Still, for any kind of prosecution, both strangulation and brain injury need to be recognized and diagnosed. And, from a medical standpoint, those first twenty-four to forty-eight hours after strangulation are crucial for victims, according to Jacquelyn Campbell, the lead author on a new study that examines the effect of brain injuries from domestic violence on victims’ central nervous systems. Sylvia Vella, who wrote her dissertation on strangulation, remembers a woman from her research who had such severe bruising around her neck and ear that Vella sent her immediately to the emergency room, where doctors discovered a dissected carotid artery. The woman called Vella from the hospital and said that she’d been put in a secure room under a pseudonym. “No one knows why she didn’t have a stroke,” Vella says. “The physicians were, like, ‘I can’t believe she survived.’ ”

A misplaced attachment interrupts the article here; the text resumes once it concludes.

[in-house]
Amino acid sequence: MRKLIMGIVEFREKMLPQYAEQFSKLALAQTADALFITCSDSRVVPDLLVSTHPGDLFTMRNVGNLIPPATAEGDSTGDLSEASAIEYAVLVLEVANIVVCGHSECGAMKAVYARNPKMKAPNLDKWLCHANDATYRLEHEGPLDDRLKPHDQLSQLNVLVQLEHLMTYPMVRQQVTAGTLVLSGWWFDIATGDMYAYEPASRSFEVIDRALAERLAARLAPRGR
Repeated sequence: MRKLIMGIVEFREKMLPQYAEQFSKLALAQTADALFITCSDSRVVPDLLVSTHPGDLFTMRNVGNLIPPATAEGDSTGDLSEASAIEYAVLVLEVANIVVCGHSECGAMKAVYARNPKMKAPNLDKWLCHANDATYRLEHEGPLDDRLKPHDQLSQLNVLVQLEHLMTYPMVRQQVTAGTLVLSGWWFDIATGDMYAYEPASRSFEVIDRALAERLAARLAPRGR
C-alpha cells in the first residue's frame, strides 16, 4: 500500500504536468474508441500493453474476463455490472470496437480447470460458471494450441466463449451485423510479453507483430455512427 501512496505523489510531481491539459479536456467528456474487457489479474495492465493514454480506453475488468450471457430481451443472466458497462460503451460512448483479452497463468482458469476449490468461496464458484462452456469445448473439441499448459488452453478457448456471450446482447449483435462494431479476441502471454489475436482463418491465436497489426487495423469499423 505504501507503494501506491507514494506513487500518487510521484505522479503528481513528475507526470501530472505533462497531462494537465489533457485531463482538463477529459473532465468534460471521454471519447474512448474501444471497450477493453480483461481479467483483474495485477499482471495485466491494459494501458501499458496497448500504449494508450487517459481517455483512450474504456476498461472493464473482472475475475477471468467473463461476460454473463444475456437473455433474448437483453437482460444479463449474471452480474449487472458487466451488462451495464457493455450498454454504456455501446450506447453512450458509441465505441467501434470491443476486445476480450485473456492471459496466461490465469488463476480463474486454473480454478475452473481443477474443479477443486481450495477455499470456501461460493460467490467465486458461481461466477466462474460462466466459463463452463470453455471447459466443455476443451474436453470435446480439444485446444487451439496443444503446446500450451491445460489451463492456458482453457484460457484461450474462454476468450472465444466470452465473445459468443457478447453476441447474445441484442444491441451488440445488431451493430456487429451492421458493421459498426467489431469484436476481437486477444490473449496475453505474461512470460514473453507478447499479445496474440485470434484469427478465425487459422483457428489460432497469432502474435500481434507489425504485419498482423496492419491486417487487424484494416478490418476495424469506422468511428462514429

While strangulation is now well documented in medical literature, traumatic brain injury is only starting to be addressed in the larger domestic-violence community. The vast majority of domestic-violence victims who show signs of T.B.I. never receive a formal diagnosis, in part because they rarely have visible injuries, and so emergency rooms don’t generally screen them for it. “We’re really good now … if a kid comes in with an athletic injury, or someone’s been in a car accident, about working people up for post-concussive syndrome,” Campbell says. Such symptoms include vision and hearing problems, seizures, ringing ears, memory loss, headaches, and blacking out. “But somehow, we’re not as good with victims” of domestic violence, she says. “We’re not saying, ‘O.K., did you lose consciousness for those bruises? Have you had prior strangulations and/or head injuries?’ So we need to do a better job of applying that protocol to abused women.”